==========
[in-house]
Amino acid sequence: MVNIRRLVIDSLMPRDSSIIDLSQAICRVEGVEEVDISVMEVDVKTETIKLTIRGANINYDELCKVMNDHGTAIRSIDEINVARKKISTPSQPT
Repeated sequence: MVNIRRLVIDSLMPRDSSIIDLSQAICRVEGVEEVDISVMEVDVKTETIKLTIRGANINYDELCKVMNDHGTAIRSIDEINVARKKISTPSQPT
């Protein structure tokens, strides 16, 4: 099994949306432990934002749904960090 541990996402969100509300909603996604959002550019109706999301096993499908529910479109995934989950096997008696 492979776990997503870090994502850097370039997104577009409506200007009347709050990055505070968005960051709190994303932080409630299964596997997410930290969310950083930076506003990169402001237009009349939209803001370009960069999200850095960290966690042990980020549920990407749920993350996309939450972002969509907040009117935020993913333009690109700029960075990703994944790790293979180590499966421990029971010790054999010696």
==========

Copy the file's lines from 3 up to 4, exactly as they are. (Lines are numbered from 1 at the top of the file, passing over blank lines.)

Repeated sequence: MVNIRRLVIDSLMPRDSSIIDLSQAICRVEGVEEVDISVMEVDVKTETIKLTIRGANINYDELCKVMNDHGTAIRSIDEINVARKKISTPSQPT
């Protein structure tokens, strides 16, 4: 099994949306432990934002749904960090 541990996402969100509300909603996604959002550019109706999301096993499908529910479109995934989950096997008696 492979776990997503870090994502850097370039997104577009409506200007009347709050990055505070968005960051709190994303932080409630299964596997997410930290969310950083930076506003990169402001237009009349939209803001370009960069999200850095960290966690042990980020549920990407749920993350996309939450972002969509907040009117935020993913333009690109700029960075990703994944790790293979180590499966421990029971010790054999010696």